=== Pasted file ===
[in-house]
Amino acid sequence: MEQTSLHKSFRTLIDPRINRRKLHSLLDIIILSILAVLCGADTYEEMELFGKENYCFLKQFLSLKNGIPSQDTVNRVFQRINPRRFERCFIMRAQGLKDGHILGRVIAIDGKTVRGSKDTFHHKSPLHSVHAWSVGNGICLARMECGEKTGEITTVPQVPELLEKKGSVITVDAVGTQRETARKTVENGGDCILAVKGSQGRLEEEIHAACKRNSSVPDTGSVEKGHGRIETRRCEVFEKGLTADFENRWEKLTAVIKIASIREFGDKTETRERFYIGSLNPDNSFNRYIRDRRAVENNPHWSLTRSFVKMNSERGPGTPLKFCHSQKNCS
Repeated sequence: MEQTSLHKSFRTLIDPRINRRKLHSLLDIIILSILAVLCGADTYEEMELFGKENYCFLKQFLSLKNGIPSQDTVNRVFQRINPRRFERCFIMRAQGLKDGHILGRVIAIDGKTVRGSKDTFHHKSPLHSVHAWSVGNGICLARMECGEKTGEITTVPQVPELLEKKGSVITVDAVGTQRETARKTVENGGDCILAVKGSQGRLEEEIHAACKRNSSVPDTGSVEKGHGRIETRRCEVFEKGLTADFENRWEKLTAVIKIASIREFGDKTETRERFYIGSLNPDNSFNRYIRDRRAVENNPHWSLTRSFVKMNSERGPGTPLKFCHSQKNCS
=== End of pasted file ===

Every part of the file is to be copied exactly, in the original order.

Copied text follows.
[in-house]
Amino acid sequence: MEQTSLHKSFRTLIDPRINRRKLHSLLDIIILSILAVLCGADTYEEMELFGKENYCFLKQFLSLKNGIPSQDTVNRVFQRINPRRFERCFIMRAQGLKDGHILGRVIAIDGKTVRGSKDTFHHKSPLHSVHAWSVGNGICLARMECGEKTGEITTVPQVPELLEKKGSVITVDAVGTQRETARKTVENGGDCILAVKGSQGRLEEEIHAACKRNSSVPDTGSVEKGHGRIETRRCEVFEKGLTADFENRWEKLTAVIKIASIREFGDKTETRERFYIGSLNPDNSFNRYIRDRRAVENNPHWSLTRSFVKMNSERGPGTPLKFCHSQKNCS
Repeated sequence: MEQTSLHKSFRTLIDPRINRRKLHSLLDIIILSILAVLCGADTYEEMELFGKENYCFLKQFLSLKNGIPSQDTVNRVFQRINPRRFERCFIMRAQGLKDGHILGRVIAIDGKTVRGSKDTFHHKSPLHSVHAWSVGNGICLARMECGEKTGEITTVPQVPELLEKKGSVITVDAVGTQRETARKTVENGGDCILAVKGSQGRLEEEIHAACKRNSSVPDTGSVEKGHGRIETRRCEVFEKGLTADFENRWEKLTAVIKIASIREFGDKTETRERFYIGSLNPDNSFNRYIRDRRAVENNPHWSLTRSFVKMNSERGPGTPLKFCHSQKNCS